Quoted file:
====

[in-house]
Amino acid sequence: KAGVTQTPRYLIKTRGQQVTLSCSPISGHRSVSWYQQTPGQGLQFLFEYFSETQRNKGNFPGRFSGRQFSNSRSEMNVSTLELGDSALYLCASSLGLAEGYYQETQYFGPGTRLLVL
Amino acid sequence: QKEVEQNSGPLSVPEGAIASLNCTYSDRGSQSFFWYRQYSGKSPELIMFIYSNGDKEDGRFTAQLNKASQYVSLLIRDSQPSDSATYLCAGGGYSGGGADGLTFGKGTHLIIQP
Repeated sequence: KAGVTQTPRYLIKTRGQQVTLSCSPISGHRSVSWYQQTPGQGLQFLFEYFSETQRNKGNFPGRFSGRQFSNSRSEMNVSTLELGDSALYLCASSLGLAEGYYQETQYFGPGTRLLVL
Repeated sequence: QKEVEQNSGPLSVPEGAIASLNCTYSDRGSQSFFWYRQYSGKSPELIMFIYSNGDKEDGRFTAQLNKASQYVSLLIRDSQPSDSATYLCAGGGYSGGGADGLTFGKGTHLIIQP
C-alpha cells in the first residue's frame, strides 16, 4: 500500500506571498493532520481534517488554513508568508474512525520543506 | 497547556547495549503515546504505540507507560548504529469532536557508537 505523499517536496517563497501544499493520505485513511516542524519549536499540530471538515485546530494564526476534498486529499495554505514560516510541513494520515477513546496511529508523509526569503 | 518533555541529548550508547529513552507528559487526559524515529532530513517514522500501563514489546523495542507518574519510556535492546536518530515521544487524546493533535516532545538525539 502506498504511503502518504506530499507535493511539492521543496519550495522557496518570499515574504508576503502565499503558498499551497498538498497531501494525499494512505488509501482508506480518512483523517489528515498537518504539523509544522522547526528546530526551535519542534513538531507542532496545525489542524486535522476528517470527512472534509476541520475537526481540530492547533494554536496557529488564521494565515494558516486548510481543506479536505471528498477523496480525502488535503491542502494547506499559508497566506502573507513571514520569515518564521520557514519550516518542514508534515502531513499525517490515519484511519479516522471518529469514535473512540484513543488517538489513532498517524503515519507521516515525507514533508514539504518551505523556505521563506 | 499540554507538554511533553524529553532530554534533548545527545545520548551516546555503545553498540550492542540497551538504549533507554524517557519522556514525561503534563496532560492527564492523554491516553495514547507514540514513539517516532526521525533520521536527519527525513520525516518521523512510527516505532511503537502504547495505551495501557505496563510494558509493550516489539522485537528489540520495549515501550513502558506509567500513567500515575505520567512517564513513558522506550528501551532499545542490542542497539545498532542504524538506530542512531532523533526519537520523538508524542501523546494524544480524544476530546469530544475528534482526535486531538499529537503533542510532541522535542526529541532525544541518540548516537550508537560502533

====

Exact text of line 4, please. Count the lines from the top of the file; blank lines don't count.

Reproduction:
Repeated sequence: KAGVTQTPRYLIKTRGQQVTLSCSPISGHRSVSWYQQTPGQGLQFLFEYFSETQRNKGNFPGRFSGRQFSNSRSEMNVSTLELGDSALYLCASSLGLAEGYYQETQYFGPGTRLLVL